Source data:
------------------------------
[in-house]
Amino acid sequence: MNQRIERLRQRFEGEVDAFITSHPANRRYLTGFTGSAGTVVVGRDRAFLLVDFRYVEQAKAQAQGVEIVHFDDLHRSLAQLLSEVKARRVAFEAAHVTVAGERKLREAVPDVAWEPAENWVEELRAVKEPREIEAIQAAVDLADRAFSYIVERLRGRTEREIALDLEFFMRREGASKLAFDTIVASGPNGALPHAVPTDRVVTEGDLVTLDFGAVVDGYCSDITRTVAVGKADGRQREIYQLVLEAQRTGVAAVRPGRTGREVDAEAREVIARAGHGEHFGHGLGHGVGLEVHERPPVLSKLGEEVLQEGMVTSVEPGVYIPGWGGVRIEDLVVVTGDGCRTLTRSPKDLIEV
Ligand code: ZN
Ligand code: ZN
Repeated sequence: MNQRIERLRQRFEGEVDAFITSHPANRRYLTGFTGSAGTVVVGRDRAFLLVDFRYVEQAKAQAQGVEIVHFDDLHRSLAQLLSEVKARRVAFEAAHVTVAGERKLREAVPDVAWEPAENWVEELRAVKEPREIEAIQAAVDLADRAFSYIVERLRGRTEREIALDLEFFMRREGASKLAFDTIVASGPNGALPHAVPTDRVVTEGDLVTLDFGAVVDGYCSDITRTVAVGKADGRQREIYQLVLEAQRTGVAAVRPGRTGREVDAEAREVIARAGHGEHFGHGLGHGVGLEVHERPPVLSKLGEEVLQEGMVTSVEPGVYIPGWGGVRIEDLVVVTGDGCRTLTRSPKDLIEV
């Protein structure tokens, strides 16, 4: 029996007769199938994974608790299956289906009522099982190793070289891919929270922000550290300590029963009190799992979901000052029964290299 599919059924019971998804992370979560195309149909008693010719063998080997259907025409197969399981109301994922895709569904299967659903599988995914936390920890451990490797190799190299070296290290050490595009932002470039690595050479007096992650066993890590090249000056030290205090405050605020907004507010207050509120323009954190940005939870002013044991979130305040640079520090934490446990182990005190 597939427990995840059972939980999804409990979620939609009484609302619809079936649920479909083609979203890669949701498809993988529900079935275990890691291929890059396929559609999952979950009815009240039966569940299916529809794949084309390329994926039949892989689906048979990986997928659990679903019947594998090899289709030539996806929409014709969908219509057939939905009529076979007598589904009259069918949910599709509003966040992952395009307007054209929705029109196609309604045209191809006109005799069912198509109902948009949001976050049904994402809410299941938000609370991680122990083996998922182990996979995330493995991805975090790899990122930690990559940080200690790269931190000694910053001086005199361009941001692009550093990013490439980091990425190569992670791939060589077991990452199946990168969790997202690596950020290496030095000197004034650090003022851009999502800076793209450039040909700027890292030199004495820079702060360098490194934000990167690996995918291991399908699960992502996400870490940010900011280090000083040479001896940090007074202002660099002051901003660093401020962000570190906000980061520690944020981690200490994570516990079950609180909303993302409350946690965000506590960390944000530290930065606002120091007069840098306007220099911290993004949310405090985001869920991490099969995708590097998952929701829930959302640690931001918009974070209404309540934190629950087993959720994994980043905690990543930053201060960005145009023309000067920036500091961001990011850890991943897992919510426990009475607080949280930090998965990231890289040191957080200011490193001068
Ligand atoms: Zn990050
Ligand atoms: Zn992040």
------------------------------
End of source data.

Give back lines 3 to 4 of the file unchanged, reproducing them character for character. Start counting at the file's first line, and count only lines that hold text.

Ligand code: ZN
Ligand code: ZN